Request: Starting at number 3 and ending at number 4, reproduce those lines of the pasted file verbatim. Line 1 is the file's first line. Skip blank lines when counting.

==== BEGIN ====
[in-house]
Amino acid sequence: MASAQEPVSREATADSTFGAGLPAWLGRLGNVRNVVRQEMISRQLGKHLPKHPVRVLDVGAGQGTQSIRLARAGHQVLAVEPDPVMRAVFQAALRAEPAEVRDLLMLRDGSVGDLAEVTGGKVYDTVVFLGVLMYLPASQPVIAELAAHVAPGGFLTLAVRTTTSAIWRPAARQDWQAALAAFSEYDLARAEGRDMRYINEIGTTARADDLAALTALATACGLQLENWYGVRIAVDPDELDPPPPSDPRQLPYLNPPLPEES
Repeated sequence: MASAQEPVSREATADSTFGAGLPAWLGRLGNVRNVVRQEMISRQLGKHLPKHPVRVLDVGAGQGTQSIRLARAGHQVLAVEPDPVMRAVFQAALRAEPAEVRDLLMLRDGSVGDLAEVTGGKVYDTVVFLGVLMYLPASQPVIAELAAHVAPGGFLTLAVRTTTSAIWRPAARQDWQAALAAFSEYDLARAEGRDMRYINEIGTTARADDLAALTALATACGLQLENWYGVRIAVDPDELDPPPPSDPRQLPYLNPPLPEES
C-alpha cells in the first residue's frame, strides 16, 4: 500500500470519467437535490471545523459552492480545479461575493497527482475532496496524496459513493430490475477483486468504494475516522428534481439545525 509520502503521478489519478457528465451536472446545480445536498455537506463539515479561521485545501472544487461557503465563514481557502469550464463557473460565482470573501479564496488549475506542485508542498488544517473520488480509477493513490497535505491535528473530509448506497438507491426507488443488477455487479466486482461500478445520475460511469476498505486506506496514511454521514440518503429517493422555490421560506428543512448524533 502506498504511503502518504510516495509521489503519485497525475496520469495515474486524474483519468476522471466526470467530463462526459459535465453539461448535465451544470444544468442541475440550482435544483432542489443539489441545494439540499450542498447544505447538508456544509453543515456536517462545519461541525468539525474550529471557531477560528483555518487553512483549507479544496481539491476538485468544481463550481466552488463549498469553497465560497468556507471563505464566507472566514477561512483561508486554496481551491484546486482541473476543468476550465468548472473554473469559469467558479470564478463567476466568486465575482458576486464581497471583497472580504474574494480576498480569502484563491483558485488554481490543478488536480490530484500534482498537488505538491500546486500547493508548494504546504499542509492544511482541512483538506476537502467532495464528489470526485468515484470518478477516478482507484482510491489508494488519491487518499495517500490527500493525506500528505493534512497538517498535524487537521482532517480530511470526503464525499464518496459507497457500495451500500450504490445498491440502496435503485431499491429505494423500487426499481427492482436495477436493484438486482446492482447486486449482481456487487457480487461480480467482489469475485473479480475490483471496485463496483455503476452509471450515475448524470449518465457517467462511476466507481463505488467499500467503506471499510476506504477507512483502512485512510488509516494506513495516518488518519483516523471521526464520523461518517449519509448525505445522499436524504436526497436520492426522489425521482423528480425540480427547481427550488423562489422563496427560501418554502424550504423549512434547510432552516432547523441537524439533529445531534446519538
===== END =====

Repeated sequence: MASAQEPVSREATADSTFGAGLPAWLGRLGNVRNVVRQEMISRQLGKHLPKHPVRVLDVGAGQGTQSIRLARAGHQVLAVEPDPVMRAVFQAALRAEPAEVRDLLMLRDGSVGDLAEVTGGKVYDTVVFLGVLMYLPASQPVIAELAAHVAPGGFLTLAVRTTTSAIWRPAARQDWQAALAAFSEYDLARAEGRDMRYINEIGTTARADDLAALTALATACGLQLENWYGVRIAVDPDELDPPPPSDPRQLPYLNPPLPEES
C-alpha cells in the first residue's frame, strides 16, 4: 500500500470519467437535490471545523459552492480545479461575493497527482475532496496524496459513493430490475477483486468504494475516522428534481439545525 509520502503521478489519478457528465451536472446545480445536498455537506463539515479561521485545501472544487461557503465563514481557502469550464463557473460565482470573501479564496488549475506542485508542498488544517473520488480509477493513490497535505491535528473530509448506497438507491426507488443488477455487479466486482461500478445520475460511469476498505486506506496514511454521514440518503429517493422555490421560506428543512448524533 502506498504511503502518504510516495509521489503519485497525475496520469495515474486524474483519468476522471466526470467530463462526459459535465453539461448535465451544470444544468442541475440550482435544483432542489443539489441545494439540499450542498447544505447538508456544509453543515456536517462545519461541525468539525474550529471557531477560528483555518487553512483549507479544496481539491476538485468544481463550481466552488463549498469553497465560497468556507471563505464566507472566514477561512483561508486554496481551491484546486482541473476543468476550465468548472473554473469559469467558479470564478463567476466568486465575482458576486464581497471583497472580504474574494480576498480569502484563491483558485488554481490543478488536480490530484500534482498537488505538491500546486500547493508548494504546504499542509492544511482541512483538506476537502467532495464528489470526485468515484470518478477516478482507484482510491489508494488519491487518499495517500490527500493525506500528505493534512497538517498535524487537521482532517480530511470526503464525499464518496459507497457500495451500500450504490445498491440502496435503485431499491429505494423500487426499481427492482436495477436493484438486482446492482447486486449482481456487487457480487461480480467482489469475485473479480475490483471496485463496483455503476452509471450515475448524470449518465457517467462511476466507481463505488467499500467503506471499510476506504477507512483502512485512510488509516494506513495516518488518519483516523471521526464520523461518517449519509448525505445522499436524504436526497436520492426522489425521482423528480425540480427547481427550488423562489422563496427560501418554502424550504423549512434547510432552516432547523441537524439533529445531534446519538